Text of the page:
2016 class of inductees also includes Nobel Laureate and NASA environmental engineer
TAMPA, Fla. (Mar. 18, 2016) – Yogi Goswami, Distinguished University Professor of chemical engineering and director of the Clean Energy Research Center at the University of South Florida, is among the seven inventors announced this week as the 2016 inductees of the Florida Inventors Hall of Fame.
Goswami, who holds 16 U.S. patents, is being recognized for his pioneering contributions and technology development related to solar energy and indoor air quality. His inventions in photocatalytic detoxification and disinfection have been commercialized and are available worldwide. His contributions in combined power/cooling cycles have impacted global research in a new class of thermodynamic cycles to improve the efficiency of solar and other thermal power plants.
Goswami has invented nano-scale antenna technologies to convert sunlight to power and thermal energy storage technologies. He also founded Transformair, Inc., which is commercializing his technology to destroy indoor air pollutants including viruses, bacteria, mold, airborne fumes and allergens to help allergy and asthma sufferers.
“It is a great honor to be elected to the Florida Inventors Hall of Fame,” said Goswami. “I am happy to see my inventions being used to make a positive impact on our future energy use and improve the quality of life of people around the world by cleaning the air people breath indoors.”
He is a Charter Fellow of the National Academy of Inventors (NAI), and fellow of American Association for the Advance of Science (AAAS), among others, and has received the highest awards of many professional societies related to solar energy.
This year’s inductees also include Nobel Laureate Andrew Schally (University of Miami and U.S. Department of Veterans Affairs), for his discovery of hypothalamic hormones and subsequent application of their analogues to cancer treatment; Jacqueline Quinn, environmental engineer at Kennedy Space Center, who invented NASA’s most licensed and recognized technology for groundwater remediation; Alan Marshall (Florida State University), inventor of Fourier Transform Ion Cyclotron Resonance (FT-ICR) mass spectrometry; Nicholas Muzyczka (University of Florida) for his pivotal invention of the”granddaddy patent” for recombinant adeno associated virus (rAAV) vectors; MJ Soileau (University of Central Florida) for his innovative research in the advancement of high energy laser optics used by the U.S. Department of Defense; and William S. Dalton (M2Gen and Moffitt Cancer Center & Research Institute) for his revolutionizing developments in cancer treatment. Dalton also founded and was chair of the Department of Interdisciplinary Oncology at the University of South Florida.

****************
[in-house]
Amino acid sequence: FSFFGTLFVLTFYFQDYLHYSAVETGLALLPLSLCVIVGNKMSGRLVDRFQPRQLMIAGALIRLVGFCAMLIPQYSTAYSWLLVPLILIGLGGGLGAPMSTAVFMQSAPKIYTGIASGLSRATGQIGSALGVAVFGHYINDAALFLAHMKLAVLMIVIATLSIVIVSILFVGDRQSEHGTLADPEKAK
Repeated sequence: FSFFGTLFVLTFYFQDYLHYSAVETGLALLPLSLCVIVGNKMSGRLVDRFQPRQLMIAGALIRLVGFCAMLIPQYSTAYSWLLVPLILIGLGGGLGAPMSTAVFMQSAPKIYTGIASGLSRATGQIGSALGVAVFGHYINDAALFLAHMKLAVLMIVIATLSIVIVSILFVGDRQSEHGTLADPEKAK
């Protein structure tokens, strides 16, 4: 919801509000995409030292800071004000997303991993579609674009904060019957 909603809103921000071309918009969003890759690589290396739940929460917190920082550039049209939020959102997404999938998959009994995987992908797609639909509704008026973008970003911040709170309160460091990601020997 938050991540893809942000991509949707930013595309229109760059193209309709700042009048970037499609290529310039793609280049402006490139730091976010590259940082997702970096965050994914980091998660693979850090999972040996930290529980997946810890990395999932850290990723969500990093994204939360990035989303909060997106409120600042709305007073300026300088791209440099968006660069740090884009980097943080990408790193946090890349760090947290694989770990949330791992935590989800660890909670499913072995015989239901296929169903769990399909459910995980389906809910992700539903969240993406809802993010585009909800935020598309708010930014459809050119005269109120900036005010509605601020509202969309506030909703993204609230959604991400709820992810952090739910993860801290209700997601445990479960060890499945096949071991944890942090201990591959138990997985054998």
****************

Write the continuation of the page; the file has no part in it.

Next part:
“The high merit of this year’s inductees has been recognized by national and international organizations with many other honors and awards,” said Paul R. Sanberg, chair of the Florida Inventors Hall of Fame advisory board. “We are honored to be inducting them into the Hall of Fame.” Sanberg is also senior vice president for research, innovation and economic development at USF and a 2015 inductee.
Goswami, along with his fellow honorees, will be inducted at the Florida Inventors Hall of Fame 3rd Annual Induction Ceremony & Gala on Sept. 16, 2016, in Tampa.
“We are delighted to be announcing this class of exceptional inventors whose work has greatly impacted Florida and our nation,” said Randy Berridge, who serves on the Florida Inventors Hall of Fame advisory board and as chair of its selection committee and is president of the Florida High Tech Corridor Council.
The Florida Inventors Hall of Fame (FIHF) recognizes and commends Florida inventors whose achievements have advanced the quality of life for Floridians, the state and the nation. Founded in 2013 and housed in the USF Research Park in Tampa, FIHF was recognized by Florida Senate Resolution 1756 in April of 2014. FIHF encourages individuals of all ages and backgrounds to strive toward the betterment of Florida and society through continuous, groundbreaking innovation, and, by commending the incredible scientific work being accomplished in the state, to further the growth of Florida’s innovation sector.
The University of South Florida is a high-impact, global research university dedicated to student success. USF is a Top 25 research university among public institutions nationwide in total research expenditures, according to the National Science Foundation. Serving over 48,000 students, the USF System has an annual budget of $1.6 billion and an annual economic impact of $4.4 billion. USF is a member of the American Athletic Conference.